The San Francisco de Asis Mission Church in Ranchos de Taos, New Mexico has been for decades one of the shrines of modern photography. Painted by Georgia O'Keeffe, and photographed by Paul Strand and Ansel Adams, before WWII, it was placed on the list of National Historic Landmarks in 1970. Constructed in the late 18th Century by the Spanish missionaries, of adobe, it has been kept in repair ever since. Both the front and rear views of the structure have pictorial interest, primarily because of the massing of support required of adobe construction. The tamped-earth buttresses lend a primitive strength to the visual impression, and make it seem like an expression of solidity and permanence, though adobe is not particularly sturdy as a building-material, and the of loss of light in the interior space is a sacrifice to that limitation.
I've visited the church twice, and came away with wonderful negatives both times. It's hard not to see interesting compositions in the ground glass. As you move around the structure, the angles and bulk of the massing rearrange continuously, bringing striking views into position. Different artists and photographers have seen the structure in many different ways. My own vision required the intensifying of contrasts, to empasize the clarity of the form(s) under the sharp Southwest atmospheric light. Others might prefer to photograph a woman in Indian garb, leaning with her back to the wall. Or a painter might see a cheerful, almost childlike quality to the rudiments of the arrangement, perhaps emphasizing the color of the flowers in the front entry courtyard.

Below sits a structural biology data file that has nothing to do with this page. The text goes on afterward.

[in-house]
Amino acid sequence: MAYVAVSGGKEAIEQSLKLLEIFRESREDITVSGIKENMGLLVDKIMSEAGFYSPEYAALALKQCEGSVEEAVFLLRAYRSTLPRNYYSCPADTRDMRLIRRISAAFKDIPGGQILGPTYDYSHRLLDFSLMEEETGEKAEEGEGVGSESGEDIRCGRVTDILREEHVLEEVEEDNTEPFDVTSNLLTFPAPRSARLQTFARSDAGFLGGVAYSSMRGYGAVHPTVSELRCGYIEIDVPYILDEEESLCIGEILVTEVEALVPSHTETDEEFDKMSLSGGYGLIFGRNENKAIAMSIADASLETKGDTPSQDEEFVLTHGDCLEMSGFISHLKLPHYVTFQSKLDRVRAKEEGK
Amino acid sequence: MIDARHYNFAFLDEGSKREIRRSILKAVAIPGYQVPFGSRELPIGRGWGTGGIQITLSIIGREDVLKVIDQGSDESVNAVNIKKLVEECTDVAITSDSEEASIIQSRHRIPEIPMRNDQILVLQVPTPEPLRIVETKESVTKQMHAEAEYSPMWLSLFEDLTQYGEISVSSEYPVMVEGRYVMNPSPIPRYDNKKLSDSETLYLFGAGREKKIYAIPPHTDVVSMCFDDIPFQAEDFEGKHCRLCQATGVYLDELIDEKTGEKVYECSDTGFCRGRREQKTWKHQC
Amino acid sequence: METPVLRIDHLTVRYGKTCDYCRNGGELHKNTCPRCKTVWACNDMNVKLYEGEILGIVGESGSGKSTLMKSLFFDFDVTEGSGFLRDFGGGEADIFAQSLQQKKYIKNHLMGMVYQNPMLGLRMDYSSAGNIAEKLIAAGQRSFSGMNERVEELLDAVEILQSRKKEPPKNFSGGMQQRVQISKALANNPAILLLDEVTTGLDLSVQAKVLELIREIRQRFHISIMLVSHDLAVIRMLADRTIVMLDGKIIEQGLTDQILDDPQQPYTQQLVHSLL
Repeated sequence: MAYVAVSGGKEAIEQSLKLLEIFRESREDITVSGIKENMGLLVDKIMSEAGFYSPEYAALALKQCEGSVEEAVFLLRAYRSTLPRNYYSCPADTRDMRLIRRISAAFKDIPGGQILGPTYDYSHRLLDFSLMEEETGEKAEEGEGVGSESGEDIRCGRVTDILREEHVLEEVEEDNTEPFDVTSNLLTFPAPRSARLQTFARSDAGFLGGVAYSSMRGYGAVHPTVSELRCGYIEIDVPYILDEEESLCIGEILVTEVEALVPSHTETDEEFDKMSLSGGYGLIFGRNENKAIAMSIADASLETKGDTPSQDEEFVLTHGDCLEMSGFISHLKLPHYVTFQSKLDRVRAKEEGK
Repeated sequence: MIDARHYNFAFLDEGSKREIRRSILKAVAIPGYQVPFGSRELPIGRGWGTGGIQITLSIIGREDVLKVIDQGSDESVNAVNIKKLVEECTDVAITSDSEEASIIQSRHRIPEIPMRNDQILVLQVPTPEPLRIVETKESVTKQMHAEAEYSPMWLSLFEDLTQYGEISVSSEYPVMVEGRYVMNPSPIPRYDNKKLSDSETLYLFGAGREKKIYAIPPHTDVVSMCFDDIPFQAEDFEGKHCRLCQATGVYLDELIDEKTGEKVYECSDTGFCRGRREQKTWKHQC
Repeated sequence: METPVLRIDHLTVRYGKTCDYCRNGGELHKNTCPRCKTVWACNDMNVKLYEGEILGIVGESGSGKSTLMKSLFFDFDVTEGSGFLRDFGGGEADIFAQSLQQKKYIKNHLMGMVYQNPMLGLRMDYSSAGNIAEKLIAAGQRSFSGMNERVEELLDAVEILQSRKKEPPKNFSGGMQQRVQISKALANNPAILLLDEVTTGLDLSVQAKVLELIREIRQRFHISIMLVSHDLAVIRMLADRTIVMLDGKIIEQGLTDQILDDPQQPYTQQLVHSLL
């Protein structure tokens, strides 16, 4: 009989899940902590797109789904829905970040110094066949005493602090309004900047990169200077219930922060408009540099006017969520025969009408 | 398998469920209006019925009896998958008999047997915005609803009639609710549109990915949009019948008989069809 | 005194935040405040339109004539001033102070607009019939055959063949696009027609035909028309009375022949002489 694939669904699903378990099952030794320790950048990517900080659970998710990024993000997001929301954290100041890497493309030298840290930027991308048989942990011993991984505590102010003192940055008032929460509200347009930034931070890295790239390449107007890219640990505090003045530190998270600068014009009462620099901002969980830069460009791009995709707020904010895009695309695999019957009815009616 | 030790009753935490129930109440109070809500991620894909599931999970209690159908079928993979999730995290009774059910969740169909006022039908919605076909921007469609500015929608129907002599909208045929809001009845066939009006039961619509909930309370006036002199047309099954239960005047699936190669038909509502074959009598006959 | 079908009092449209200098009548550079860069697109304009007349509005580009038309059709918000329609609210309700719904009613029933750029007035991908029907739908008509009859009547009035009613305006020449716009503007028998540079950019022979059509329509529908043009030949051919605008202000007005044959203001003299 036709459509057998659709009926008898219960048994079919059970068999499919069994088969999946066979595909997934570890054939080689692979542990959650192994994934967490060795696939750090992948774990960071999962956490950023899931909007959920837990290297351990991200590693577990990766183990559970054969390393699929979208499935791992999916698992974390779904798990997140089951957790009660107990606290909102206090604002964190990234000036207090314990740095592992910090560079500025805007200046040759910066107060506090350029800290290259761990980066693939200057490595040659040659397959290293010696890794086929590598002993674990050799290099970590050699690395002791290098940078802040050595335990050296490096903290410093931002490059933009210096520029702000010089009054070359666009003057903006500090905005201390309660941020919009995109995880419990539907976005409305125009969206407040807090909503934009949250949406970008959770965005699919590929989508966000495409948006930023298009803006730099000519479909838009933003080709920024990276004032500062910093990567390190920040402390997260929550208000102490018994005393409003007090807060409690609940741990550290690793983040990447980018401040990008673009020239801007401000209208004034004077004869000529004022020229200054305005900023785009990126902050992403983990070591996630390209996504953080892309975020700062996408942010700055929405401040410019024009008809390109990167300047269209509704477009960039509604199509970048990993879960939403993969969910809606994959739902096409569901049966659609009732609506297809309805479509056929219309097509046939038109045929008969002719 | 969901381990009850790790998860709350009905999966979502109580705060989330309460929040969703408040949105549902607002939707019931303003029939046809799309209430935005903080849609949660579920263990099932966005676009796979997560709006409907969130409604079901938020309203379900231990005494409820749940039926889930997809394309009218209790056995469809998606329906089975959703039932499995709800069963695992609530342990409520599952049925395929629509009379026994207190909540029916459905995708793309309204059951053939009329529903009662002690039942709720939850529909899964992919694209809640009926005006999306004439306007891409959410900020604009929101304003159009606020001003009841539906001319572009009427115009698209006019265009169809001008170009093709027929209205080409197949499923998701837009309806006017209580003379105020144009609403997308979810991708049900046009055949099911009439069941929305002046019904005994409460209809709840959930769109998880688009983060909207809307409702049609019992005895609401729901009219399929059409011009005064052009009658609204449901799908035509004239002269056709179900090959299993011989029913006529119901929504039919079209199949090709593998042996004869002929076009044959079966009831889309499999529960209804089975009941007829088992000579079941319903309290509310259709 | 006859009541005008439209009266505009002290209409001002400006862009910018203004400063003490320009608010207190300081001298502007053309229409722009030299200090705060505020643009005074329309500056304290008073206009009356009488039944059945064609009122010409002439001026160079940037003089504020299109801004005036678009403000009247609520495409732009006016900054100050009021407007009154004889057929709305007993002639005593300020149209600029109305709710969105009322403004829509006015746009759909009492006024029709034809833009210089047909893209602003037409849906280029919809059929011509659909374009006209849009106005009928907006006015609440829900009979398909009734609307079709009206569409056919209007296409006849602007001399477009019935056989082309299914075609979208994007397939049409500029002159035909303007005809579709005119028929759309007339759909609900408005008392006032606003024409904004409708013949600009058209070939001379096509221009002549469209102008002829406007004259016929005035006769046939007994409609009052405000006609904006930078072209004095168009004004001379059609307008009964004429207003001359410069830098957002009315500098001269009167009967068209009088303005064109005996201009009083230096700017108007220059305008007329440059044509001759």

The rear nave wings look different in photographs taken by Adams and Strand, because renovations actually change the surface finish periodically. But it's the basic structural massing that works. No later technical modification to improve its performance under weathering, or the usual decay over time, would improve its appeal. It works best just the way it is. When a structure is as beautiful as this one is, we must adjust our use of it to respect its original design, lest we destroy its natural beauty. There's nothing "natural" about a man-made structure, of course, but a building like this is clearly closer to the material realities of man's place on the earth, than a steel or glass or concrete construct. Available materials, used in a way that takes advantage of their innate qualities, usually have that quality.
These two prints were derived from negatives made in the late 1980's--the top one with my 8x10 Deardorff, and other with a 4x5 Wista View. The film was probably Tri-X 320. I'll go back some day to pay homage once again. Are the Ranchos de Taos photographs clichés? Without any doubt they are. When you photograph something like a famous building, you can't help repeating other people's discoveries and preferences. But consider portraiture. The variations of facial features and expressions are seemingly limitless, but the basic form--an oval--or an oval with neck and shoulders--is unusually restricting. Yet you don't hear people complain about the "monotony" or lack of interest in photographic portraiture. That's rather how I see this church: It has a basic structural form, but the changing light and our individual reaction(s) to it are various. Each person sees something different in it. If 10 different photographers did portraits of Garbo, or Marilyin Monroe, or Jack Nicholson, each one would see something different. We wouldn't complain that Garbo or Monroe were hackneyed subjects, or that just "photographing them again" would be repetitive or predictable. I feel the same way about this church.